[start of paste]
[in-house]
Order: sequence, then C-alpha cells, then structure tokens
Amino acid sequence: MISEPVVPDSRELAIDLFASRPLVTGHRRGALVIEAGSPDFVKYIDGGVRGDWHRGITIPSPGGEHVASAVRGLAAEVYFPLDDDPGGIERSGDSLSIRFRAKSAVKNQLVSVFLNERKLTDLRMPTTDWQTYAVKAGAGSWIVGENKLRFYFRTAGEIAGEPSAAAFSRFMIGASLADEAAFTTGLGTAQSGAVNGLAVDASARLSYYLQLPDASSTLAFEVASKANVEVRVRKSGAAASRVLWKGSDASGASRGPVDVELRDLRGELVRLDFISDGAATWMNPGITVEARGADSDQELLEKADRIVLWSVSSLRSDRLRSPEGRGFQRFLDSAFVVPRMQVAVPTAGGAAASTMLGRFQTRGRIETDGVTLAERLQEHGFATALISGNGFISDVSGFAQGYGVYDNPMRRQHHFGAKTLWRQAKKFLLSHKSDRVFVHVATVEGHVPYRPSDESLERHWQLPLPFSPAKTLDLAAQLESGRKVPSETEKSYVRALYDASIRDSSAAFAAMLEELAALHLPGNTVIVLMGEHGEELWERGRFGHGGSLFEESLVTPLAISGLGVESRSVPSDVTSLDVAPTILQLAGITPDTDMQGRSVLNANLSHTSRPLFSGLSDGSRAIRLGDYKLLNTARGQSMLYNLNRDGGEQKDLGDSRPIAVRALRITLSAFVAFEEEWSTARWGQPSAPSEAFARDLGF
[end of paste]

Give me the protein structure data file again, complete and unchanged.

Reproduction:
[in-house]
Order: sequence, then C-alpha cells, then structure tokens
Amino acid sequence: MISEPVVPDSRELAIDLFASRPLVTGHRRGALVIEAGSPDFVKYIDGGVRGDWHRGITIPSPGGEHVASAVRGLAAEVYFPLDDDPGGIERSGDSLSIRFRAKSAVKNQLVSVFLNERKLTDLRMPTTDWQTYAVKAGAGSWIVGENKLRFYFRTAGEIAGEPSAAAFSRFMIGASLADEAAFTTGLGTAQSGAVNGLAVDASARLSYYLQLPDASSTLAFEVASKANVEVRVRKSGAAASRVLWKGSDASGASRGPVDVELRDLRGELVRLDFISDGAATWMNPGITVEARGADSDQELLEKADRIVLWSVSSLRSDRLRSPEGRGFQRFLDSAFVVPRMQVAVPTAGGAAASTMLGRFQTRGRIETDGVTLAERLQEHGFATALISGNGFISDVSGFAQGYGVYDNPMRRQHHFGAKTLWRQAKKFLLSHKSDRVFVHVATVEGHVPYRPSDESLERHWQLPLPFSPAKTLDLAAQLESGRKVPSETEKSYVRALYDASIRDSSAAFAAMLEELAALHLPGNTVIVLMGEHGEELWERGRFGHGGSLFEESLVTPLAISGLGVESRSVPSDVTSLDVAPTILQLAGITPDTDMQGRSVLNANLSHTSRPLFSGLSDGSRAIRLGDYKLLNTARGQSMLYNLNRDGGEQKDLGDSRPIAVRALRITLSAFVAFEEEWSTARWGQPSAPSEAFARDLGF